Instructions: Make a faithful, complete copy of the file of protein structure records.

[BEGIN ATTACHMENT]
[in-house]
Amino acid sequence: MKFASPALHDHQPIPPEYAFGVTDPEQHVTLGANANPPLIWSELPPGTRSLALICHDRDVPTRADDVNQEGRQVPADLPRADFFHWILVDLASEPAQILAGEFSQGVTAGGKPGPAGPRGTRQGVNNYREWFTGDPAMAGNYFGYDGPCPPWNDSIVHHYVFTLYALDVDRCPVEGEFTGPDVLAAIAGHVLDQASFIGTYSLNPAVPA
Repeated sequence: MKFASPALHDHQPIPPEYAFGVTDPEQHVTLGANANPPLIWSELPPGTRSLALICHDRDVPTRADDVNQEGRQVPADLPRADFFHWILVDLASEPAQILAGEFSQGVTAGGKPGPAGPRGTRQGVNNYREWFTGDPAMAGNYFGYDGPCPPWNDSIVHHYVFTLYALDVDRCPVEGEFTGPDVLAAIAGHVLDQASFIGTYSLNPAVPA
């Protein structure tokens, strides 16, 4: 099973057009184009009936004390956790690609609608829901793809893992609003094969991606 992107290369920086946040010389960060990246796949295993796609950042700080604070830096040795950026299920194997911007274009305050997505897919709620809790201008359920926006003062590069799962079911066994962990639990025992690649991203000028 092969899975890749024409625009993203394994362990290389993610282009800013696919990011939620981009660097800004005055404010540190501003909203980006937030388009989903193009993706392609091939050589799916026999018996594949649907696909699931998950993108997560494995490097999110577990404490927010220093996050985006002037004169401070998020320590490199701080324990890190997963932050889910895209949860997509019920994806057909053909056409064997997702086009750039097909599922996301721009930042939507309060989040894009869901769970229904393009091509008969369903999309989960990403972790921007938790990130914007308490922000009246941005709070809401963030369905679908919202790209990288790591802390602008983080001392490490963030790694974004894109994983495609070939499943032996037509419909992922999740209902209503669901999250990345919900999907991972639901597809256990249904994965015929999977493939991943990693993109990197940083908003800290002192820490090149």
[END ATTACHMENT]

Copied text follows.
[in-house]
Amino acid sequence: MKFASPALHDHQPIPPEYAFGVTDPEQHVTLGANANPPLIWSELPPGTRSLALICHDRDVPTRADDVNQEGRQVPADLPRADFFHWILVDLASEPAQILAGEFSQGVTAGGKPGPAGPRGTRQGVNNYREWFTGDPAMAGNYFGYDGPCPPWNDSIVHHYVFTLYALDVDRCPVEGEFTGPDVLAAIAGHVLDQASFIGTYSLNPAVPA
Repeated sequence: MKFASPALHDHQPIPPEYAFGVTDPEQHVTLGANANPPLIWSELPPGTRSLALICHDRDVPTRADDVNQEGRQVPADLPRADFFHWILVDLASEPAQILAGEFSQGVTAGGKPGPAGPRGTRQGVNNYREWFTGDPAMAGNYFGYDGPCPPWNDSIVHHYVFTLYALDVDRCPVEGEFTGPDVLAAIAGHVLDQASFIGTYSLNPAVPA
């Protein structure tokens, strides 16, 4: 099973057009184009009936004390956790690609609608829901793809893992609003094969991606 992107290369920086946040010389960060990246796949295993796609950042700080604070830096040795950026299920194997911007274009305050997505897919709620809790201008359920926006003062590069799962079911066994962990639990025992690649991203000028 092969899975890749024409625009993203394994362990290389993610282009800013696919990011939620981009660097800004005055404010540190501003909203980006937030388009989903193009993706392609091939050589799916026999018996594949649907696909699931998950993108997560494995490097999110577990404490927010220093996050985006002037004169401070998020320590490199701080324990890190997963932050889910895209949860997509019920994806057909053909056409064997997702086009750039097909599922996301721009930042939507309060989040894009869901769970229904393009091509008969369903999309989960990403972790921007938790990130914007308490922000009246941005709070809401963030369905679908919202790209990288790591802390602008983080001392490490963030790694974004894109994983495609070939499943032996037509419909992922999740209902209503669901999250990345919900999907991972639901597809256990249904994965015929999977493939991943990693993109990197940083908003800290002192820490090149």